Jump to content

'The economy is safe with the Tories'


Recommended Posts

  • Replies 27.7k
  • Created
  • Last Reply

Top Posters In This Topic

  • Gilps

    2300

  • smithdown

    1703

  • Swan Red

    1688

  • pipnasty

    1630

Top Posters In This Topic

Popular Posts

Ugh. Ok so purely on Churchill and the British aspect of the Second World War (I really don't want to go over all of his imperialism, and racism, and pre-war stuff - this is torture enough as it

Centrists think the reason that centrism is failing is that people are no longer nice enough to try to find common ground with each other. They don’t seem to recognise that people are rejected centris

Woman calls out security forces trading tactics used to kill black and brown people. Labour left wing MP sacked for anti semitism.   It is a tap turned on when needed by those who want to suppr

Posted Images

1 hour ago, Gilps said:

Well we know what the policy positions are broadly because they haven’t changed significantly and indeed can’t change significantly without going through conference.

The last election shows though that having policies that can really make a difference are of secondary importance, if that, as far as the electorate are concerned. They are (or were at the last three elections) much more swayed by personalities, slogans and cutting through big issues. The only way Labour can get past that is by directly intervening positively at a local level and making a genuine difference there, build up from that base,    

 

Link to post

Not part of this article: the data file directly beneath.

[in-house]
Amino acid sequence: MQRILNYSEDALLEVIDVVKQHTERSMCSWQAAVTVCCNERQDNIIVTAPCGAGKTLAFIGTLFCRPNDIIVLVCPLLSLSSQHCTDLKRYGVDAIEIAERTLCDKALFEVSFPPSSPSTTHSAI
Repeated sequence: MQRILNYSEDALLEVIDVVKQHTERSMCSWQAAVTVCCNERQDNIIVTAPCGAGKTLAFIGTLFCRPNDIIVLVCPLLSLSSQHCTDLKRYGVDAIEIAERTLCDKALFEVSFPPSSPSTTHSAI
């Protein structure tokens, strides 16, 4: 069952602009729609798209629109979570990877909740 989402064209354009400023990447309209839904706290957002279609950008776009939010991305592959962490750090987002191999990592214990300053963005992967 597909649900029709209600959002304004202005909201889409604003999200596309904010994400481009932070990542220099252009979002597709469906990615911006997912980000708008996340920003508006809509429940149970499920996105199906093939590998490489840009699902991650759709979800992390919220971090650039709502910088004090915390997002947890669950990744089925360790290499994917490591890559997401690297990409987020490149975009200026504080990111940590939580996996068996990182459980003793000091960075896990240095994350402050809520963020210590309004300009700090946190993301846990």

Share on other sites
29 minutes ago, charlie clown said:

The last election shows though that having policies that can really make a difference are of secondary importance, if that, as far as the electorate are concerned. They are (or were at the last three elections) much more swayed by personalities, slogans and cutting through big issues. The only way Labour can get past that is by directly intervening positively at a local level and making a genuine difference there, build up from that base,    

 

Don’t disagree and I’ve pointed out on here before that people saying “but policy x polls as being really popular with the public” is pretty meaningless given that it doesn’t really influence   how they vote. My post here was merely to counter the point that we don’t know what Labour’s policies are. On a substantive level we do because they haven’t changed.

1 hour ago, Jarg Armani said:

Less corrupt, more socialist labour councils. See Preston.

What sort of corruption are you talking about?

Link to post
Share on other sites
15 minutes ago, Gilps said:

What sort of corruption are you talking about?

Usually to do with developments. Tower Hamlets I'm sure you know all about. Loads in Liverpool, sweetheart deals for favoured developers have led to the city's former business district becoming stag do crash pad central. I'm sure you could probably give me a list of 10 more if you thought about it.

 

Link to post
Share on other sites

Planning is a nightmare. It’s a quasi judicial process and councillors on planning committees are legally responsible for the decisions made. In practice, if applications by developers meet the legal requirements there is little scope for officers to recommend them not be passed and less scope for councillors to reject such recommendations. Whole system needs overhaul to allow genuine political decision making.

Link to post
Share on other sites
10 minutes ago, Gilps said:

Planning is a nightmare. It’s a quasi judicial process and councillors on planning committees are legally responsible for the decisions made. In practice, if applications by developers meet the legal requirements there is little scope for officers to recommend them not be passed and less scope for councillors to reject such recommendations. Whole system needs overhaul to allow genuine political decision making.